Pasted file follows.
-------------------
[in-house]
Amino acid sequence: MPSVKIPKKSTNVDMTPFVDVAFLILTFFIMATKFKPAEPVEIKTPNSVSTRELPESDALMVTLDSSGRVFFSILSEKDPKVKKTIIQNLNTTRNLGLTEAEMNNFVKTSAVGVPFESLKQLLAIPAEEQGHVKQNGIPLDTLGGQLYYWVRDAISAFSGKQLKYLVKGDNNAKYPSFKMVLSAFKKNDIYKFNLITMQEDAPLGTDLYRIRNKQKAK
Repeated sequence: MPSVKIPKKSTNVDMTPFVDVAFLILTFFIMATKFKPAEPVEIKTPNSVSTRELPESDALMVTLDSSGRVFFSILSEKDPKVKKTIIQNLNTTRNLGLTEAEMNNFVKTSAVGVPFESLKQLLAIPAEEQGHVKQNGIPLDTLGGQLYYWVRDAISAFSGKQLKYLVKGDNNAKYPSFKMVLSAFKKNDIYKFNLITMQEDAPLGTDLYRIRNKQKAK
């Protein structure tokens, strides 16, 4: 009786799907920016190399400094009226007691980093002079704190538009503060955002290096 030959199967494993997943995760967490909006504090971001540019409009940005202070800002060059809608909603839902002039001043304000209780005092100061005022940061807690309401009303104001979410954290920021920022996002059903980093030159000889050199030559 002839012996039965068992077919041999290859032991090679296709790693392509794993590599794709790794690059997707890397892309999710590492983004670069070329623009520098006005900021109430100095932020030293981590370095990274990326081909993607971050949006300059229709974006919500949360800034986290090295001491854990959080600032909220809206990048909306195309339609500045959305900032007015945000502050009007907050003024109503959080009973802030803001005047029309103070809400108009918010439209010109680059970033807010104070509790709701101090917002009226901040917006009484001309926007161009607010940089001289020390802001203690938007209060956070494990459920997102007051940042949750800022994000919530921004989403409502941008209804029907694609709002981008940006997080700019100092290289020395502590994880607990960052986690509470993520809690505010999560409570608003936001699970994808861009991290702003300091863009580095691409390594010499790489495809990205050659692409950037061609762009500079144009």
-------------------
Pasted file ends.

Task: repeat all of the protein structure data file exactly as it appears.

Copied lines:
[in-house]
Amino acid sequence: MPSVKIPKKSTNVDMTPFVDVAFLILTFFIMATKFKPAEPVEIKTPNSVSTRELPESDALMVTLDSSGRVFFSILSEKDPKVKKTIIQNLNTTRNLGLTEAEMNNFVKTSAVGVPFESLKQLLAIPAEEQGHVKQNGIPLDTLGGQLYYWVRDAISAFSGKQLKYLVKGDNNAKYPSFKMVLSAFKKNDIYKFNLITMQEDAPLGTDLYRIRNKQKAK
Repeated sequence: MPSVKIPKKSTNVDMTPFVDVAFLILTFFIMATKFKPAEPVEIKTPNSVSTRELPESDALMVTLDSSGRVFFSILSEKDPKVKKTIIQNLNTTRNLGLTEAEMNNFVKTSAVGVPFESLKQLLAIPAEEQGHVKQNGIPLDTLGGQLYYWVRDAISAFSGKQLKYLVKGDNNAKYPSFKMVLSAFKKNDIYKFNLITMQEDAPLGTDLYRIRNKQKAK
């Protein structure tokens, strides 16, 4: 009786799907920016190399400094009226007691980093002079704190538009503060955002290096 030959199967494993997943995760967490909006504090971001540019409009940005202070800002060059809608909603839902002039001043304000209780005092100061005022940061807690309401009303104001979410954290920021920022996002059903980093030159000889050199030559 002839012996039965068992077919041999290859032991090679296709790693392509794993590599794709790794690059997707890397892309999710590492983004670069070329623009520098006005900021109430100095932020030293981590370095990274990326081909993607971050949006300059229709974006919500949360800034986290090295001491854990959080600032909220809206990048909306195309339609500045959305900032007015945000502050009007907050003024109503959080009973802030803001005047029309103070809400108009918010439209010109680059970033807010104070509790709701101090917002009226901040917006009484001309926007161009607010940089001289020390802001203690938007209060956070494990459920997102007051940042949750800022994000919530921004989403409502941008209804029907694609709002981008940006997080700019100092290289020395502590994880607990960052986690509470993520809690505010999560409570608003936001699970994808861009991290702003300091863009580095691409390594010499790489495809990205050659692409950037061609762009500079144009």